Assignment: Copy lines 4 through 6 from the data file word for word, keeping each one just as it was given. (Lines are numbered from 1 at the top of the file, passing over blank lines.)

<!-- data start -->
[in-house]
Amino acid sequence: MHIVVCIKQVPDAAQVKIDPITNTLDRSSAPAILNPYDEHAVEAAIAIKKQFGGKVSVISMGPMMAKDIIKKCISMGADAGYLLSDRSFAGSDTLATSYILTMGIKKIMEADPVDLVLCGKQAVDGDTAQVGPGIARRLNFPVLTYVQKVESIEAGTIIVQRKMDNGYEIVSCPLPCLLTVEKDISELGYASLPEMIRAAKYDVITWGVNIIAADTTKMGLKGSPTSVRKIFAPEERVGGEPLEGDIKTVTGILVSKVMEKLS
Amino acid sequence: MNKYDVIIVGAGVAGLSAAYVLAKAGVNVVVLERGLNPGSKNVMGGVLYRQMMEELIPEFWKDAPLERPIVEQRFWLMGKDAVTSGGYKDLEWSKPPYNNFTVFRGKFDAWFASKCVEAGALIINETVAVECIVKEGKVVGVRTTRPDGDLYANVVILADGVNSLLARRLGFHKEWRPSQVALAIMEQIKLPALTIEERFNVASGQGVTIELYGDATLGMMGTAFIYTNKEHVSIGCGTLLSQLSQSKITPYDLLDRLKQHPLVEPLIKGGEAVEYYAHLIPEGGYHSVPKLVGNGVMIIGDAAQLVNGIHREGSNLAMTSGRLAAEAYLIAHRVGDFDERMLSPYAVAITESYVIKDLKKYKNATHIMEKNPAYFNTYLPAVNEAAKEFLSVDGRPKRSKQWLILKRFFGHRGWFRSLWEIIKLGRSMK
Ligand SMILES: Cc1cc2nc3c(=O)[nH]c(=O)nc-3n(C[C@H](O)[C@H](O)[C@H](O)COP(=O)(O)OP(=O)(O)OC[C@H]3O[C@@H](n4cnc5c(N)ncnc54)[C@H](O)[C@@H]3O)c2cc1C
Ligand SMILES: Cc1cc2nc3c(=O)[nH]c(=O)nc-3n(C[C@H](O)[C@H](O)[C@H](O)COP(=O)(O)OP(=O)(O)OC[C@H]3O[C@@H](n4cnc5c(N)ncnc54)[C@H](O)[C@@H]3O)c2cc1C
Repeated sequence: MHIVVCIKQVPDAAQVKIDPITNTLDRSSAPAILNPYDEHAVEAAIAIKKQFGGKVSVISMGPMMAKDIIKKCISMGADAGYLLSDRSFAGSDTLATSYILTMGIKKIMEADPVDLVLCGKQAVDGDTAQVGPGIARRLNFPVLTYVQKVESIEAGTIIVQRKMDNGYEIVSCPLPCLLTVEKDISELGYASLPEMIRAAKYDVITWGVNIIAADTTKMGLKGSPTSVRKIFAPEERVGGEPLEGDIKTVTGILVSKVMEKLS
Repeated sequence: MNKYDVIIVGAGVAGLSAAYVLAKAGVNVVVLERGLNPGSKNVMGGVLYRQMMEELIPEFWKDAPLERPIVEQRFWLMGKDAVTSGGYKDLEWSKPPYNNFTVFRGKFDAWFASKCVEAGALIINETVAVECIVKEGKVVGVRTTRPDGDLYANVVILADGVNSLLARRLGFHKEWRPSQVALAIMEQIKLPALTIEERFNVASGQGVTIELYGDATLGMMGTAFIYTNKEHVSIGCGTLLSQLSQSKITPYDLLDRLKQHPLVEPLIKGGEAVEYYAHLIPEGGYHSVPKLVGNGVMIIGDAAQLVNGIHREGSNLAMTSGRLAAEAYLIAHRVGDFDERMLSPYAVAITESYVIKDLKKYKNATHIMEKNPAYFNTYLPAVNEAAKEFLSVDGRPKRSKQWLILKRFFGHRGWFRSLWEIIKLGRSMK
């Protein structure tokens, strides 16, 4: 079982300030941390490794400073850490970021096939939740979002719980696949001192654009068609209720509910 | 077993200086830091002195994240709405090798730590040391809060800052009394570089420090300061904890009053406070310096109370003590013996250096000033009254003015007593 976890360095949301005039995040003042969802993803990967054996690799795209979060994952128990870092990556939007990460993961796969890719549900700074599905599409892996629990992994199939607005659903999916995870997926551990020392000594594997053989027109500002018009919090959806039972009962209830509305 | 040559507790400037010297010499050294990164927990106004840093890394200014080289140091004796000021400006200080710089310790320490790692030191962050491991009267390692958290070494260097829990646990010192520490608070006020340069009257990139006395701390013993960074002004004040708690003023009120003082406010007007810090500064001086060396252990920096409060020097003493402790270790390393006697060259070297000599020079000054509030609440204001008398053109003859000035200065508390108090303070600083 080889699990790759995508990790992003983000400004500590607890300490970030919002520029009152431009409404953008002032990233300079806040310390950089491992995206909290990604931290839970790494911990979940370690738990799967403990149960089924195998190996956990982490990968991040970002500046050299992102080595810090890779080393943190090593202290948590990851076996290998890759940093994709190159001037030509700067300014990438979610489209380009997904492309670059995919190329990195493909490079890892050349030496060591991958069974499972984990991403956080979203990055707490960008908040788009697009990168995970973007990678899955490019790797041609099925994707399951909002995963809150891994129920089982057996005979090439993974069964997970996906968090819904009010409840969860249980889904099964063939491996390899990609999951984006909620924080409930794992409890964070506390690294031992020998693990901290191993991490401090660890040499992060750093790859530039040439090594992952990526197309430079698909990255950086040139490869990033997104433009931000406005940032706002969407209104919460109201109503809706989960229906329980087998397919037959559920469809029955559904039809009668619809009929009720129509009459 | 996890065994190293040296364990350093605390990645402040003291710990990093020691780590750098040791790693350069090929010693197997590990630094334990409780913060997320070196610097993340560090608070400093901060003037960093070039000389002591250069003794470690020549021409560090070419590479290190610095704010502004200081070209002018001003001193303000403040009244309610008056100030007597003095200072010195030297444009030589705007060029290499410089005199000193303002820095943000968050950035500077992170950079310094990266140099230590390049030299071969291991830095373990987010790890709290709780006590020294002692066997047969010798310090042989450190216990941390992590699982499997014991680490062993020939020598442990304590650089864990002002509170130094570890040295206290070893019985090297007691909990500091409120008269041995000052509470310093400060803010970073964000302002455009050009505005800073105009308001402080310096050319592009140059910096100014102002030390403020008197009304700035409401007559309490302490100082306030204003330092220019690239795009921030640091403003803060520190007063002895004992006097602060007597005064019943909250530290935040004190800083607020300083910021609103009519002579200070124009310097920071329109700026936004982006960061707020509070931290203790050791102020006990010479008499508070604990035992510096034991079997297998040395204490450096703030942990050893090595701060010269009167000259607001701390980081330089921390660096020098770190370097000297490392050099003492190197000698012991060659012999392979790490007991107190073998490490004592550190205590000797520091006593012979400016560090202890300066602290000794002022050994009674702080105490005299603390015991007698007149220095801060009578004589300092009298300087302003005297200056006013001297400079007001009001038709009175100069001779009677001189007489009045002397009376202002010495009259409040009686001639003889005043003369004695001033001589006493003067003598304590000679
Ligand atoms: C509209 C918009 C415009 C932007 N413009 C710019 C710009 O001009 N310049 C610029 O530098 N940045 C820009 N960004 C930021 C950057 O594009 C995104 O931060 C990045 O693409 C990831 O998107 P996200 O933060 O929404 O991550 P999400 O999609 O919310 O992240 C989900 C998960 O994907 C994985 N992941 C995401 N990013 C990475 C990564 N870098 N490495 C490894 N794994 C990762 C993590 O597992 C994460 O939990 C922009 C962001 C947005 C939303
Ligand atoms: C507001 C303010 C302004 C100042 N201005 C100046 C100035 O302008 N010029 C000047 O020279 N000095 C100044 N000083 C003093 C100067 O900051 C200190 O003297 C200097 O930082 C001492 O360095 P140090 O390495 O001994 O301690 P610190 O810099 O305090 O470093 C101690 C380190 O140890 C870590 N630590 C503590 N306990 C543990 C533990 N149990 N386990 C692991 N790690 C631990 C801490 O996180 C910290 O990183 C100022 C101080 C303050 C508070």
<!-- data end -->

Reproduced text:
Ligand SMILES: Cc1cc2nc3c(=O)[nH]c(=O)nc-3n(C[C@H](O)[C@H](O)[C@H](O)COP(=O)(O)OP(=O)(O)OC[C@H]3O[C@@H](n4cnc5c(N)ncnc54)[C@H](O)[C@@H]3O)c2cc1C
Ligand SMILES: Cc1cc2nc3c(=O)[nH]c(=O)nc-3n(C[C@H](O)[C@H](O)[C@H](O)COP(=O)(O)OP(=O)(O)OC[C@H]3O[C@@H](n4cnc5c(N)ncnc54)[C@H](O)[C@@H]3O)c2cc1C
Repeated sequence: MHIVVCIKQVPDAAQVKIDPITNTLDRSSAPAILNPYDEHAVEAAIAIKKQFGGKVSVISMGPMMAKDIIKKCISMGADAGYLLSDRSFAGSDTLATSYILTMGIKKIMEADPVDLVLCGKQAVDGDTAQVGPGIARRLNFPVLTYVQKVESIEAGTIIVQRKMDNGYEIVSCPLPCLLTVEKDISELGYASLPEMIRAAKYDVITWGVNIIAADTTKMGLKGSPTSVRKIFAPEERVGGEPLEGDIKTVTGILVSKVMEKLS